The 100-year-old boat is back and it's about to begin a new chapter.
Last year's fire on the Katahdin cruise boat was scary for everyone on board, but thankfully quick action kept it from being a tragedy.
Liz Mckeil, the executive director of Moosehead Marine Museum, credited her employees for keeping everyone on the boat safe.
"We have not had this kind of, it really was a catastrophic engine failure. We are very fortunate that we've got really talented mechanics that work on the boat and they were able to solve the problem for us," Mckeil said.
The cruise season normally ends on Columbus Day but this year, it was shortened to October 5.
The purpose of that is to replace the 61-year-old engines and install a new generator to keep the boat from repeating last year's disaster.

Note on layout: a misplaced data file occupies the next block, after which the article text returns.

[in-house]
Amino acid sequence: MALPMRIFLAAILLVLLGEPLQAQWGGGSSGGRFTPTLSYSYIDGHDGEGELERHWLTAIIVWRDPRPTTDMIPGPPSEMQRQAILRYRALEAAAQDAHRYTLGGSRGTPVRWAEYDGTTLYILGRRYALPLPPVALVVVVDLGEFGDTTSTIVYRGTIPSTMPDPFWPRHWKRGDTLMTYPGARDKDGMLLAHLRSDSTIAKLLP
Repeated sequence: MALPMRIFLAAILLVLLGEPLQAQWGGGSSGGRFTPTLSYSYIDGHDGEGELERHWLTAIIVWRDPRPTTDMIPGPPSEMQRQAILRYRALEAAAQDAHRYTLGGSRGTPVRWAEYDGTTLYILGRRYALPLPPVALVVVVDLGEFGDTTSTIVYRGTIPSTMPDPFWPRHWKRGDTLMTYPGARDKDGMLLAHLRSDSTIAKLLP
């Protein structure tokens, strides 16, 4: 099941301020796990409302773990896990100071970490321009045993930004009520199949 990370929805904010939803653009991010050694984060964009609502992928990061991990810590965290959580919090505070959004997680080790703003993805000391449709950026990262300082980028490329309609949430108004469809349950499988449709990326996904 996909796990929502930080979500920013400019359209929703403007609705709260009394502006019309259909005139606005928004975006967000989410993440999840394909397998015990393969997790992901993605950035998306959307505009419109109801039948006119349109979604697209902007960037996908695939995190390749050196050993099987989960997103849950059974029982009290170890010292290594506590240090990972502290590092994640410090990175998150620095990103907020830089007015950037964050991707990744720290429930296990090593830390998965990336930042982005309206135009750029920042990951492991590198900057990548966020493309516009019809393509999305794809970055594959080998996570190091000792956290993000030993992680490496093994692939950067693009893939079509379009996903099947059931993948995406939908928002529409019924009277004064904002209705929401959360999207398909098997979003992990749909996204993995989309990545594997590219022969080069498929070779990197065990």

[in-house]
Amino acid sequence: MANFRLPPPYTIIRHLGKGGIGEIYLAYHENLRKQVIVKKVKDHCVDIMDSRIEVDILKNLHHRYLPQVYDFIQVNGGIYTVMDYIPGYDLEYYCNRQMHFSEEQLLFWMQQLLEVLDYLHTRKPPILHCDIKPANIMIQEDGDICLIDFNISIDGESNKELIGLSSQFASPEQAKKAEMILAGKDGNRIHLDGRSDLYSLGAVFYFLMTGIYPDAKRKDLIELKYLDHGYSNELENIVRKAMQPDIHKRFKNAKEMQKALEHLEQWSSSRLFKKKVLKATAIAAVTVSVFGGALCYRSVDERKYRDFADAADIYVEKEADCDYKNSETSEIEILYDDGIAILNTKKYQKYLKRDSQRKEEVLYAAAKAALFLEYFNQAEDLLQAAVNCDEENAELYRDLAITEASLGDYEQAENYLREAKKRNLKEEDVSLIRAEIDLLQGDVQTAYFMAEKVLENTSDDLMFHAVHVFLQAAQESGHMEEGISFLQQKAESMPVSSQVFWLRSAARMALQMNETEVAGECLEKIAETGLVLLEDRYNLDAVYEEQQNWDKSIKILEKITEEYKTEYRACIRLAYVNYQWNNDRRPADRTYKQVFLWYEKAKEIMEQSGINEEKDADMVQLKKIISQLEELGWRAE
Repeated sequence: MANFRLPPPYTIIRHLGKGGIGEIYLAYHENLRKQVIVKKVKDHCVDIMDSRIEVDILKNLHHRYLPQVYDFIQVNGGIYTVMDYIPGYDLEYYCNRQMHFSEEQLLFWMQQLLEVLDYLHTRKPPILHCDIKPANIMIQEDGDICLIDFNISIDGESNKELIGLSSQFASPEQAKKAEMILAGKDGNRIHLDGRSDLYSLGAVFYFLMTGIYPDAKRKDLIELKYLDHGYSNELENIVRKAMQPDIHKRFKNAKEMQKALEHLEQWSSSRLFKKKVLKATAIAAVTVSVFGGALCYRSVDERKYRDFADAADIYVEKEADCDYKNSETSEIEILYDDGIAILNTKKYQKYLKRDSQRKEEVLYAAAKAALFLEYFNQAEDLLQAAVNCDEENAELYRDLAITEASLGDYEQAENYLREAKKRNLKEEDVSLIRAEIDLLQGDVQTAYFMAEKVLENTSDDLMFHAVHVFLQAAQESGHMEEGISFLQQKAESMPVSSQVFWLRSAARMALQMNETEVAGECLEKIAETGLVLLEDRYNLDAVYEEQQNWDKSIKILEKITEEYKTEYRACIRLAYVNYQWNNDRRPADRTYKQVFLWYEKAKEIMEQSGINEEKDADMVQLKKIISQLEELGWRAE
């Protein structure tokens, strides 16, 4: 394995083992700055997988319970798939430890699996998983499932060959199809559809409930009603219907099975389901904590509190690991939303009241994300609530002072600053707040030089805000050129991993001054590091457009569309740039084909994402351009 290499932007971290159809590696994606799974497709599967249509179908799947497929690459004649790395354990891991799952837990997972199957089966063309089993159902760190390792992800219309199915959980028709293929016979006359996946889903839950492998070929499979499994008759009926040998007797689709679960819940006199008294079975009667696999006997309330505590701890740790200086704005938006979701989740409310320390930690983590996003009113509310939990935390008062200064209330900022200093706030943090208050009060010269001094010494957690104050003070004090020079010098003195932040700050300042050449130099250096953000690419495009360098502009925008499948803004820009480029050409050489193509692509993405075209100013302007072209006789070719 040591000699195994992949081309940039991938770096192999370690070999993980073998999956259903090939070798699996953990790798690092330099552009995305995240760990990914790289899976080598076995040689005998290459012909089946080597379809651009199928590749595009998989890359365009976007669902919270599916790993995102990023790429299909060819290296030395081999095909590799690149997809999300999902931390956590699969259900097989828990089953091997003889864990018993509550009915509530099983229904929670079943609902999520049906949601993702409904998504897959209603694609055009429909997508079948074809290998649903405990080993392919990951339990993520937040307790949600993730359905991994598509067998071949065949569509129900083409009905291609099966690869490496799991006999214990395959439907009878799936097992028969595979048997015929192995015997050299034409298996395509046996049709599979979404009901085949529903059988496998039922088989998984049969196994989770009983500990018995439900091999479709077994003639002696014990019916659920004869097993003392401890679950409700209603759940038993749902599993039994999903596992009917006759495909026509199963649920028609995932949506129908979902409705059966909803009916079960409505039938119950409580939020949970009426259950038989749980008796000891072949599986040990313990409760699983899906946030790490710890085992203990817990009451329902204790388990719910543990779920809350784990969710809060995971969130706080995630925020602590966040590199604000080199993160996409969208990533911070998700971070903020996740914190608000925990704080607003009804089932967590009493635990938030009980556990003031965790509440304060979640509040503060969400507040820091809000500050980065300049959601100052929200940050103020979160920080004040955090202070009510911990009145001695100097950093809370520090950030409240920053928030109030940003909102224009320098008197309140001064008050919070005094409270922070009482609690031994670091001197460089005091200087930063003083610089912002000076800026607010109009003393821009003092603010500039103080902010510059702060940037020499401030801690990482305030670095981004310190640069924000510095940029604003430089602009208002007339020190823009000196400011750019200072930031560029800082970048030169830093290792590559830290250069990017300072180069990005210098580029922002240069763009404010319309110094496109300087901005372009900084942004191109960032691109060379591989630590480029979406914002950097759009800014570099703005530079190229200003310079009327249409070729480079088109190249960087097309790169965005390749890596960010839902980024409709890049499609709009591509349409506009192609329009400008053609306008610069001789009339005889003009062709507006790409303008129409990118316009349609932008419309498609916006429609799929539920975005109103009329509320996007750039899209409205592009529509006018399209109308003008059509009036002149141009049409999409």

"It was a big impact when the boat went down, and it's a big impact now for the boat to be back up and so for us to put new engines in is really important," Mckeil said.
She said when the first cruise leaves the dock on June 21, everything will be smooth sailing.
"This boat is just such an icon of the region, it's 100 years old and in a way everybody that lives in this region sort of owns a little piece of that boat and they all feel some ownership for her," Mckeil said.
Making sure the boat continues to safely operate is critical for the tourist economy of Moosehead Lake.
"We've estimated that for every dollar that's spent in this enterprise on the Katahdin or in the museum, another five dollars are spent locally so that puts us at about a one point five million dollar economic impact on an annual basis," Mckeil said.
And with the waters open to being cruised, the Katahdin cruise ship is ready to explore Moosehead Lake.